Hundreds of years of human directed impact, first over-grazing and then subdivision and abandonment, degraded this once fertile rangeland.
Through a collaborative partnership with private land owners and public agencies, San Clemente has the potential to become a national model for progressive land use and localized place-based restoration. Coming from a shared desire to make San Clemente better, land owners are creating their vision for San Clemente. The plan includes an option for land owners to place agricultural easements on all or part of their rangeland property through the establishment of a San Clemente Rangeland Trust. The Rangeland Trust will manage grazing on these lands in a way that’s ecologically restorative, economically prosperous, and contributes to the social fabric of the community. This initiative will restore ecological stability and build natural resource security by:
- increasing the density and diversity of rangeland vegetation;
- increasing the capacity of the land to retain rainfall;
- stemming the loss of soils to wind and water erosion;
- improving wildlife habitat and building diversity in wildlife populations;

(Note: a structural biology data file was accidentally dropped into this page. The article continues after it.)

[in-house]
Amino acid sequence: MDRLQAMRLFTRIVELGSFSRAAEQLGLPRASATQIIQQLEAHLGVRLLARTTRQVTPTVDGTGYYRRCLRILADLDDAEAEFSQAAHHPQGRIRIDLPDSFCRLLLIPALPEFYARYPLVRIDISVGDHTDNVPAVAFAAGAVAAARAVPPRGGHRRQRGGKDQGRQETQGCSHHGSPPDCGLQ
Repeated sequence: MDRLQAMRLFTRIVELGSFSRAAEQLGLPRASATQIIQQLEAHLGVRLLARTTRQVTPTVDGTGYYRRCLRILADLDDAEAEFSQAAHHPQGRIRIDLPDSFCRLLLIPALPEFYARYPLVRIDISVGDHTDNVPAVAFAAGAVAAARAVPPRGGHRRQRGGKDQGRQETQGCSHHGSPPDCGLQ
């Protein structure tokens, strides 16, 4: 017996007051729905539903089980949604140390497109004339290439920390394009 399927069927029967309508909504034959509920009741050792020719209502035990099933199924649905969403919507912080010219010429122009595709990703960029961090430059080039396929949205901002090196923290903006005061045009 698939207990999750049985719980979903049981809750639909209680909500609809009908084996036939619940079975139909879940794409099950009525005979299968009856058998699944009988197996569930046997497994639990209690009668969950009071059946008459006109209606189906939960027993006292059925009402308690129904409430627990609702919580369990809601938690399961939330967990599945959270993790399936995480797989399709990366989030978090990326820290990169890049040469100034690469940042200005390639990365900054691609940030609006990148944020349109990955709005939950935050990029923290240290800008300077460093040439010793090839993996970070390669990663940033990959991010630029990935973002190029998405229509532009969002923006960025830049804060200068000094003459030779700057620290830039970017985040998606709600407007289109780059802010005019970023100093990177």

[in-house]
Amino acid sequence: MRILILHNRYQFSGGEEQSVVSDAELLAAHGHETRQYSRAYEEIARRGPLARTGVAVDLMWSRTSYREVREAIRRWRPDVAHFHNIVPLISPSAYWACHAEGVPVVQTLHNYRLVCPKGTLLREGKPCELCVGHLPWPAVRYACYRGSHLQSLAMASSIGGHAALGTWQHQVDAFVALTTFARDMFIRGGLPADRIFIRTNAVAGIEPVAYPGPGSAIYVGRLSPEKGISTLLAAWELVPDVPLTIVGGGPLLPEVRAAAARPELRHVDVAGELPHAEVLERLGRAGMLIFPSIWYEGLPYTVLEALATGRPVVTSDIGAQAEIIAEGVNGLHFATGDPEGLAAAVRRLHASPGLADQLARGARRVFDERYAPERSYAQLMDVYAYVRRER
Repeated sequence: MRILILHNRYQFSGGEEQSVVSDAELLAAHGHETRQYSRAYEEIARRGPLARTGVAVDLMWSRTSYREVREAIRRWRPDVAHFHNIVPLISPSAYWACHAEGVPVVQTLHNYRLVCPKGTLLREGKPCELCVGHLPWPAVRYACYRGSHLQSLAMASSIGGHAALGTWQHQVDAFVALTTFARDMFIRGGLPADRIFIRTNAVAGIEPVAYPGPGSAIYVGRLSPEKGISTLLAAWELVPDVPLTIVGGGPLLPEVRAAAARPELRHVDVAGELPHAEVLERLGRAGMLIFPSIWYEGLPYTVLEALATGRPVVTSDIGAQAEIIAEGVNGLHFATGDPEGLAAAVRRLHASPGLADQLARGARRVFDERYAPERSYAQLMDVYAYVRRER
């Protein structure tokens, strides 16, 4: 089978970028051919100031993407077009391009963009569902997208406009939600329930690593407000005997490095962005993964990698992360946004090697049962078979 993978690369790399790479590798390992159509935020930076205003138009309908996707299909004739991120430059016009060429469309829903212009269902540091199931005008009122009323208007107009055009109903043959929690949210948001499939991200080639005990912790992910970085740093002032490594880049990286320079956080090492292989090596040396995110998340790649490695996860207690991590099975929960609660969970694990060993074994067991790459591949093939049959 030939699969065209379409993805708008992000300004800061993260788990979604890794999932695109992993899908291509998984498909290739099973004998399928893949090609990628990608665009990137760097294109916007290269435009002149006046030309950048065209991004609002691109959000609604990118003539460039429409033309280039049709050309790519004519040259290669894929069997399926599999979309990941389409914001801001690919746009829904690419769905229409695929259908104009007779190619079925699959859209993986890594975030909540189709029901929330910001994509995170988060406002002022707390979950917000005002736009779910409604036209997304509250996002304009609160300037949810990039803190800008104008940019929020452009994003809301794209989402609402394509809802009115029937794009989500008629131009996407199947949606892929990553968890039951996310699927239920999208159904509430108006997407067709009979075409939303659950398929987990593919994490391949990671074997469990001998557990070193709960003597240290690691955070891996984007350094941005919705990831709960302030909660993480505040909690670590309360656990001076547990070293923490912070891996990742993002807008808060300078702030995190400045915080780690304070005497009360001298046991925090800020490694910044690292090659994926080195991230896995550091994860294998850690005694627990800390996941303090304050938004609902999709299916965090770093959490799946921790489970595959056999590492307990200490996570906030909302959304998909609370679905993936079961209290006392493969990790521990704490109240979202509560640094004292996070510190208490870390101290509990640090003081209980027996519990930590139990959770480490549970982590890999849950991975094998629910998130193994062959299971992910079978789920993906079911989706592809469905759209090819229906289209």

- increasing forage for grazing livestock; and
- improving water quality and water resources.
Our Rangeland Plan
We want to try something different. We want to rebuild the landscape’s natural capital so residents can enjoy the dividends for generations to come. Watch Adelante’s president, Virginia Smith, explain her vision of what the future of the San Clemente rangeland holds.
Virginia Smith began developing the Bar Lazy S Ranch in 2002 through a series of small farm enterprises on this land located in the San Clemente Land Grant near Los Lunas. These enterprises have included trail rides, grassfed beef, and fiber sheep. The focus has now turned to rangeland restoration to develop a productive resource base for the ranch. For more information about rangeland restoration, please contact Virginia.